Common signs you’ve sent your metabolism in reverse. How to correct this – Dr Richard Mackenzie
The internet is full of quick fix solutions to our diet and weight issues. Yet we often question whether such solutions could be doing us more harm than good, at least in the long-term. What if these so call solutions are actually sabotaging our metabolism?
Excessive food restriction, stress and or overtraining (hard exercise is a good example) can actually push the body’s metabolism into reverse and may even cause long lasting damage. See below for more information
1. Can’t lose weight
Crash or low-calorie diets can actually have the opposite to the desired effect. During such events, the human body will often go into a temporary state of hibernation. Let’s consider two points;
- a) Consuming food costs energy. If you don’t eat, your body’s metabolism is very likely to slow down. This is very similar to the conditions experienced by our ancestros who needed to slow their metabolism during periods of extended fasting owing to harsh weather conditions and low food availability. Yet this is the opposite of what we want in a world that has excessive food (energy) availability. You can measure your own individualised energy requirements using a Resting Metabolic Rate diagnosis. This information may allow you to adapt your energy intake and expenditure in order to achieve your goals while improving your health.
- b) Rapid reductions in calorie (energy) intake can signal your body to consume stored energy. Your muscle mass is a large storage site of energy and the body may use this when faced with of energy deficit (starvation or extreme / over exercise training). In this case, you will be losing the very tissue that makes your body more metabolically active, resulting in decreased metabolism. Thus, controlled weight loss by food restriction is best managed when combined with an exercise programme that targets gains in muscle mass. Check your body mass (fat mass and muscle mass) with our Body Composition diagnosis.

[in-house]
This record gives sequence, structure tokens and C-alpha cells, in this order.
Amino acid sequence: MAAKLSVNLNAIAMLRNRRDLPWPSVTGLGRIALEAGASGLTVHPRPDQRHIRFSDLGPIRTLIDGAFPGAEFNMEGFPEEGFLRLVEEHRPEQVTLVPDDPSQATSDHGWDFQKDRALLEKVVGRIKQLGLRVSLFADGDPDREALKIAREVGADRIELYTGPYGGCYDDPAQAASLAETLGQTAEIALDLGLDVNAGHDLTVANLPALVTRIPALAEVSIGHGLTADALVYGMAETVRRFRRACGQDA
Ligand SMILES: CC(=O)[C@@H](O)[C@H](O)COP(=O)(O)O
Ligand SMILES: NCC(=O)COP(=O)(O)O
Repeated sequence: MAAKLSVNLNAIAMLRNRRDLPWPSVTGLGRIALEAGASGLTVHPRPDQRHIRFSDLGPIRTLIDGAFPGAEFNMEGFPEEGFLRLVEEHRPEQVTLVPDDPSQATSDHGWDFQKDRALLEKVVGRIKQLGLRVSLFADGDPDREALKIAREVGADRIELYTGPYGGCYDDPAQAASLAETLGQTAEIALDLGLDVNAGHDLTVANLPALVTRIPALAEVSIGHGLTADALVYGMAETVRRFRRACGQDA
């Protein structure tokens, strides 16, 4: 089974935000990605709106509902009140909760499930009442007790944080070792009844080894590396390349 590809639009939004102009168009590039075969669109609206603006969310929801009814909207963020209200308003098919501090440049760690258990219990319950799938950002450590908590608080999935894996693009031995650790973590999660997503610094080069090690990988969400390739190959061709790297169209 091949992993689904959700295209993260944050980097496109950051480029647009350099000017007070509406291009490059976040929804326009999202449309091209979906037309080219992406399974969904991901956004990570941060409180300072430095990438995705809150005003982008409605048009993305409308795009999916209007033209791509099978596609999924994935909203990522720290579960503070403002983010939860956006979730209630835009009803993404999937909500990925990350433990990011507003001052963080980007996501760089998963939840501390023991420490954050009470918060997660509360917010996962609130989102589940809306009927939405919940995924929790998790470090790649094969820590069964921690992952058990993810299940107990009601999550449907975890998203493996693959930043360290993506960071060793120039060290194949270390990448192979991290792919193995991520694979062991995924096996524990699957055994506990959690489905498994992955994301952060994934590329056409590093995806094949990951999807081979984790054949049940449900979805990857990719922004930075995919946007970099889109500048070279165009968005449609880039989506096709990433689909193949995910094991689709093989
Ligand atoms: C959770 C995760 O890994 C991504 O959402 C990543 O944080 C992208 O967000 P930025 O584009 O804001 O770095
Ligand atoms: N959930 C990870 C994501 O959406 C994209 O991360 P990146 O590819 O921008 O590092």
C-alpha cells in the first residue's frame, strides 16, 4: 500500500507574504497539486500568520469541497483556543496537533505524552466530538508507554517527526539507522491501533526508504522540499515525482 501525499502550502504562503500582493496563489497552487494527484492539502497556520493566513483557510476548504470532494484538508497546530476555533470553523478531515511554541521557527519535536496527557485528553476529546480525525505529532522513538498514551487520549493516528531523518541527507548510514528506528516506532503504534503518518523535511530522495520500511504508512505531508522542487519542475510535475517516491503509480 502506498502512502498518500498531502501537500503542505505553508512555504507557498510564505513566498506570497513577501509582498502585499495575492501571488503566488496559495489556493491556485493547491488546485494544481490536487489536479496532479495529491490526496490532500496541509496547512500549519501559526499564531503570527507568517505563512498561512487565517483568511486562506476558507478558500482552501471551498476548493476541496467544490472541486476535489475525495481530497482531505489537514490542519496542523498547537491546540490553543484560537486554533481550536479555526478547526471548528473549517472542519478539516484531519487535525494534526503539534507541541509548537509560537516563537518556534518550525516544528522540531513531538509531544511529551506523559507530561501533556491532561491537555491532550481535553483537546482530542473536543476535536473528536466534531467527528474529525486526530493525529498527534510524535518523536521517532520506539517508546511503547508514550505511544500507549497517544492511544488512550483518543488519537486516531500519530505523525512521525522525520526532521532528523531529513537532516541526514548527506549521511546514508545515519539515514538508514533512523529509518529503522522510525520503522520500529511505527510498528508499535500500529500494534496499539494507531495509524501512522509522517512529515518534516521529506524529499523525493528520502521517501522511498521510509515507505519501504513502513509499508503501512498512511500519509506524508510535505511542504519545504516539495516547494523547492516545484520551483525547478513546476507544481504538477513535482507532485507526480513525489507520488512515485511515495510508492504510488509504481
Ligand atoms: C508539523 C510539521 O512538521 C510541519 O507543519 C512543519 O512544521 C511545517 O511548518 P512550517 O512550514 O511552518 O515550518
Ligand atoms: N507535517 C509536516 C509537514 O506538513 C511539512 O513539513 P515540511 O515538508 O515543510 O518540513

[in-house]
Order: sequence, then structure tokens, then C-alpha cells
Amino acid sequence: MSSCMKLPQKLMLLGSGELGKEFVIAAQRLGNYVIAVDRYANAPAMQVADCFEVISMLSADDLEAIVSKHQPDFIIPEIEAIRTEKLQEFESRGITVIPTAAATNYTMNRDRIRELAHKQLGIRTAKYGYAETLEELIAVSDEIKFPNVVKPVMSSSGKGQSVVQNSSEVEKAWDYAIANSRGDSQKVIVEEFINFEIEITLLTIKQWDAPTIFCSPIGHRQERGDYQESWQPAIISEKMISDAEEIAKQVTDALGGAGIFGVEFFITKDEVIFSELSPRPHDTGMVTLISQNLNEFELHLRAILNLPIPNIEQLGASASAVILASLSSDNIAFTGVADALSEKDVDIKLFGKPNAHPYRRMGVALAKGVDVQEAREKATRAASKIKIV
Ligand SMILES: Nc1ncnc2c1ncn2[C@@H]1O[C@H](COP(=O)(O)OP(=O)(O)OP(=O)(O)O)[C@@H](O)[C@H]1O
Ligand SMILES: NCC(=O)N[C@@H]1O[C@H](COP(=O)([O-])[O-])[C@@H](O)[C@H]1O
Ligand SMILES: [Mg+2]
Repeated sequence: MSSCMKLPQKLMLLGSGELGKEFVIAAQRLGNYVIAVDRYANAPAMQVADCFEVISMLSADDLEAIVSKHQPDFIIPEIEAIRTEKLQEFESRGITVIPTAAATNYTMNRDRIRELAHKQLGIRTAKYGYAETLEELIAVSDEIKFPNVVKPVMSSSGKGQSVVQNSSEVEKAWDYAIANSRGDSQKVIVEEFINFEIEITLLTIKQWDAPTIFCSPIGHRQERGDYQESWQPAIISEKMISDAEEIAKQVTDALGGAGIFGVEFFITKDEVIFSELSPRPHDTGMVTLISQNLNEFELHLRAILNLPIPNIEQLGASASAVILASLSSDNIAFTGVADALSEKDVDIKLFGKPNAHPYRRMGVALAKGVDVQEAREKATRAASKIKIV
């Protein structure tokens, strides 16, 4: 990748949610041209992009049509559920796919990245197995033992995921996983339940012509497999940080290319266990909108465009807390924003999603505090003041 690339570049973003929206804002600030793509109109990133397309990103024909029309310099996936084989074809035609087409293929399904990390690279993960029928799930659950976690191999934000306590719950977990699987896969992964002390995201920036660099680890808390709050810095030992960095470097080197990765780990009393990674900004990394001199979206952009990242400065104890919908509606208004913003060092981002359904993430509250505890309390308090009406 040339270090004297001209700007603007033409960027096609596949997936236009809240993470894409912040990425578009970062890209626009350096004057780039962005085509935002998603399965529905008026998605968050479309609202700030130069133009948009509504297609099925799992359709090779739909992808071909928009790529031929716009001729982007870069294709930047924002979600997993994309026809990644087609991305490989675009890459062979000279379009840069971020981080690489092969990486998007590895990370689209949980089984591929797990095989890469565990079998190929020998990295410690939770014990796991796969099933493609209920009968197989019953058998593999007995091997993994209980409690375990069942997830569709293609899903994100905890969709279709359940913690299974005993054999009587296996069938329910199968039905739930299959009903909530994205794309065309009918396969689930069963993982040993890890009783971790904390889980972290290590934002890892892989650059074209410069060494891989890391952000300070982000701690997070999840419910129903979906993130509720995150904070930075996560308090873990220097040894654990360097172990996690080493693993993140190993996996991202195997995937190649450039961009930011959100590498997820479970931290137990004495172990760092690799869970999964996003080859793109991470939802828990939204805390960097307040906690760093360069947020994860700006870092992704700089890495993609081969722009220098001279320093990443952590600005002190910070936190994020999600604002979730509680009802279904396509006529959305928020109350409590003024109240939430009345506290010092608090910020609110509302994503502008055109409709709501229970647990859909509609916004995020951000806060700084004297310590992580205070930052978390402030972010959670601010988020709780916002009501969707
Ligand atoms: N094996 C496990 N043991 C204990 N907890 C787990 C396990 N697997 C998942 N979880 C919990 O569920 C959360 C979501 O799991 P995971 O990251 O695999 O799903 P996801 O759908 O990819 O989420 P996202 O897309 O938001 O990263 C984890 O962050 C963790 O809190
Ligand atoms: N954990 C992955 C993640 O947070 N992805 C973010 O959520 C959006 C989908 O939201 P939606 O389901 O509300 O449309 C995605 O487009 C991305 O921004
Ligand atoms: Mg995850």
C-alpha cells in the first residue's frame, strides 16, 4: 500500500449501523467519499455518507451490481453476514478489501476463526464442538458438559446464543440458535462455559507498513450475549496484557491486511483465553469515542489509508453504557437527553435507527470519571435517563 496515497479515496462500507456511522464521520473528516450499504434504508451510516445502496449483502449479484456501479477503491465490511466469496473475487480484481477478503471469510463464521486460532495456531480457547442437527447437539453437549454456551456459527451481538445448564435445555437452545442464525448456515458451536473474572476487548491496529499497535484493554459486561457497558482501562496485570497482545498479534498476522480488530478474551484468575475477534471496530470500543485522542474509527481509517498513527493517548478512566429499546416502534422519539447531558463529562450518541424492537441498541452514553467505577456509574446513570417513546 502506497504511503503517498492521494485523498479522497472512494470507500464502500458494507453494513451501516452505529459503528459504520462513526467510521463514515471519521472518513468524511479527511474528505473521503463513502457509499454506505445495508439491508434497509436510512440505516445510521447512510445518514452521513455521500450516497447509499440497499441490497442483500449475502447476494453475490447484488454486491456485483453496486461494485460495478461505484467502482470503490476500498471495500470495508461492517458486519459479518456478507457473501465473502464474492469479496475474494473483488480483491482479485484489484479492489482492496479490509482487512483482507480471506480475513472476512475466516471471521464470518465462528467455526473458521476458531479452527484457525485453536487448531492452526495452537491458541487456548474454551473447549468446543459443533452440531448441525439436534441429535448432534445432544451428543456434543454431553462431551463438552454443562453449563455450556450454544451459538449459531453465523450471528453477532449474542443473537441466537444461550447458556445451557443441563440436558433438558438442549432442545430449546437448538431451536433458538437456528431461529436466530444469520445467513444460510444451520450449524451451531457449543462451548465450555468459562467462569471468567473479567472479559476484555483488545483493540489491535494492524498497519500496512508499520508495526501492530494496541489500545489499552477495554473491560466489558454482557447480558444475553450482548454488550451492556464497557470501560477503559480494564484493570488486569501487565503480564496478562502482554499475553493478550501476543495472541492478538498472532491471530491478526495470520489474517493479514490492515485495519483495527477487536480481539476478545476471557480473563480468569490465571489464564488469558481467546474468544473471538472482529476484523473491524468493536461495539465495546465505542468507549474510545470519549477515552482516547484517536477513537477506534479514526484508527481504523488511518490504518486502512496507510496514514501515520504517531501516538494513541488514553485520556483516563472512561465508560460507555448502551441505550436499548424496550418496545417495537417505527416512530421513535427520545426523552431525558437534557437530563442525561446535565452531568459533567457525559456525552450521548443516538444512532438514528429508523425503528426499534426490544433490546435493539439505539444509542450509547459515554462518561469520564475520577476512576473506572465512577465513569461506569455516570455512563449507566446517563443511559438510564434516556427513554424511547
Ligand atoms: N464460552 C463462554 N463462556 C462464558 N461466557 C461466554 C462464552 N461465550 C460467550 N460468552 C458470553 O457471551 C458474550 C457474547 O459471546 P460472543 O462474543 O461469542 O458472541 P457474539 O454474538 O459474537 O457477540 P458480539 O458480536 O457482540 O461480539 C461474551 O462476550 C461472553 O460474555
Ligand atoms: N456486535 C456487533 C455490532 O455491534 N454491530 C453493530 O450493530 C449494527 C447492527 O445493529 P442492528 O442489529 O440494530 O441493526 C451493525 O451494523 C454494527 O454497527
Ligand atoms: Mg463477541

2. Feeling cold
Research tells us that food restriction alone will not be effective in reducing that hard to shift fat in the long term. Key to successful weight loss is understanding your metabolism, and not estimated values from potentially random data. If you often feel cold this could be a key sign that your metabolism has slowed down dramatically. Research has shown that reduced body temperature can slow metabolism by 130 calories per day. This may be linked with a reduction in body temperature and reduced blood circulation (https://en.wikipedia.org/wiki/Basal_metabolic_rate).
3. Eczema or psoriasis – poor skin
Skin conditions such as eczema and psoriasis can lead to distress and pain. Research has shown that there is a relationship between eczema and poor insulin sensitivity. This latter condition is a problem with the way the body uses insulin and is seen in those at risk of metabolic syndrome, a condition that contributes to poor metabolism, diabetes, heart disease and obesity. Insulin resistance is a term that encompasses the poor handling of carbohydrates and sugars.